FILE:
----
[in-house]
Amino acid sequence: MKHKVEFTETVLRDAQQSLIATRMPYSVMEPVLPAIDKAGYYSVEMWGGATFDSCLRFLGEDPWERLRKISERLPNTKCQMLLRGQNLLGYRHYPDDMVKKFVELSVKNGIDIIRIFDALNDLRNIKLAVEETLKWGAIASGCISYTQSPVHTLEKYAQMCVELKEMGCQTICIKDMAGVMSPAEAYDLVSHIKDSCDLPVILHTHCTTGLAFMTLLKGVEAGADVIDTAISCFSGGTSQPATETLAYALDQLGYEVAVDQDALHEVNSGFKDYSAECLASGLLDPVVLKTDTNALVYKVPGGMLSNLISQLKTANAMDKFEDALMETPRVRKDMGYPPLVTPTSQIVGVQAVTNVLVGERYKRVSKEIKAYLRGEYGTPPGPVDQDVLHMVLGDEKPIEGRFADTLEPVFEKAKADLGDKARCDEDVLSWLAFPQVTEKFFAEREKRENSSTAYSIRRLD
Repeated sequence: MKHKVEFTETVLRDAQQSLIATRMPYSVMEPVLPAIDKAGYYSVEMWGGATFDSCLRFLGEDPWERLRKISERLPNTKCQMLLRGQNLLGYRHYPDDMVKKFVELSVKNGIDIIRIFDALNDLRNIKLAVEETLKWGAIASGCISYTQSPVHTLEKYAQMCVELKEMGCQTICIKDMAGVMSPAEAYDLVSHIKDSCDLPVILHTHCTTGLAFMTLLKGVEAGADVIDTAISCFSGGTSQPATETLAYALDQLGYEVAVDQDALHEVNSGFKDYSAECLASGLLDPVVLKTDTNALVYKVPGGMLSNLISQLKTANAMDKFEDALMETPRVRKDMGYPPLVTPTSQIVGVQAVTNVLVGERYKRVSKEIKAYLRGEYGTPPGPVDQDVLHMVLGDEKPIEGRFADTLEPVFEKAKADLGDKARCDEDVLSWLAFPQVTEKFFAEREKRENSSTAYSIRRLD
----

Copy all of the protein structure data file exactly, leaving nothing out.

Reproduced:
[in-house]
Amino acid sequence: MKHKVEFTETVLRDAQQSLIATRMPYSVMEPVLPAIDKAGYYSVEMWGGATFDSCLRFLGEDPWERLRKISERLPNTKCQMLLRGQNLLGYRHYPDDMVKKFVELSVKNGIDIIRIFDALNDLRNIKLAVEETLKWGAIASGCISYTQSPVHTLEKYAQMCVELKEMGCQTICIKDMAGVMSPAEAYDLVSHIKDSCDLPVILHTHCTTGLAFMTLLKGVEAGADVIDTAISCFSGGTSQPATETLAYALDQLGYEVAVDQDALHEVNSGFKDYSAECLASGLLDPVVLKTDTNALVYKVPGGMLSNLISQLKTANAMDKFEDALMETPRVRKDMGYPPLVTPTSQIVGVQAVTNVLVGERYKRVSKEIKAYLRGEYGTPPGPVDQDVLHMVLGDEKPIEGRFADTLEPVFEKAKADLGDKARCDEDVLSWLAFPQVTEKFFAEREKRENSSTAYSIRRLD
Repeated sequence: MKHKVEFTETVLRDAQQSLIATRMPYSVMEPVLPAIDKAGYYSVEMWGGATFDSCLRFLGEDPWERLRKISERLPNTKCQMLLRGQNLLGYRHYPDDMVKKFVELSVKNGIDIIRIFDALNDLRNIKLAVEETLKWGAIASGCISYTQSPVHTLEKYAQMCVELKEMGCQTICIKDMAGVMSPAEAYDLVSHIKDSCDLPVILHTHCTTGLAFMTLLKGVEAGADVIDTAISCFSGGTSQPATETLAYALDQLGYEVAVDQDALHEVNSGFKDYSAECLASGLLDPVVLKTDTNALVYKVPGGMLSNLISQLKTANAMDKFEDALMETPRVRKDMGYPPLVTPTSQIVGVQAVTNVLVGERYKRVSKEIKAYLRGEYGTPPGPVDQDVLHMVLGDEKPIEGRFADTLEPVFEKAKADLGDKARCDEDVLSWLAFPQVTEKFFAEREKRENSSTAYSIRRLD